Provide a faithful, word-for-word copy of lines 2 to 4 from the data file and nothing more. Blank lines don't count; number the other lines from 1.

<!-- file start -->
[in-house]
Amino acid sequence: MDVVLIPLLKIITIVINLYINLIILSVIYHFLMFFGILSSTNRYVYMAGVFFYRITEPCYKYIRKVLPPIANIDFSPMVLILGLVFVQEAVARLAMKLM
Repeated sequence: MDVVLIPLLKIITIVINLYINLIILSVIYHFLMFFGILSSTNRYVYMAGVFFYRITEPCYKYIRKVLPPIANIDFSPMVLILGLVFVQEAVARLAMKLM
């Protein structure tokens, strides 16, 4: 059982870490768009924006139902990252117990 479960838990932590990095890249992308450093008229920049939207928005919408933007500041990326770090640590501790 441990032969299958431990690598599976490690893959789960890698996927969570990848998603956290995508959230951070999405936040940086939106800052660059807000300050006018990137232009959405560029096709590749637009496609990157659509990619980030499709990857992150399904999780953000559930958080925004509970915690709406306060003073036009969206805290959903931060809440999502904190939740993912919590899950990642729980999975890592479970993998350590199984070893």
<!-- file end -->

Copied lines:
Amino acid sequence: MDVVLIPLLKIITIVINLYINLIILSVIYHFLMFFGILSSTNRYVYMAGVFFYRITEPCYKYIRKVLPPIANIDFSPMVLILGLVFVQEAVARLAMKLM
Repeated sequence: MDVVLIPLLKIITIVINLYINLIILSVIYHFLMFFGILSSTNRYVYMAGVFFYRITEPCYKYIRKVLPPIANIDFSPMVLILGLVFVQEAVARLAMKLM
């Protein structure tokens, strides 16, 4: 059982870490768009924006139902990252117990 479960838990932590990095890249992308450093008229920049939207928005919408933007500041990326770090640590501790 441990032969299958431990690598599976490690893959789960890698996927969570990848998603956290995508959230951070999405936040940086939106800052660059807000300050006018990137232009959405560029096709590749637009496609990157659509990619980030499709990857992150399904999780953000559930958080925004509970915690709406306060003073036009969206805290959903931060809440999502904190939740993912919590899950990642729980999975890592479970993998350590199984070893």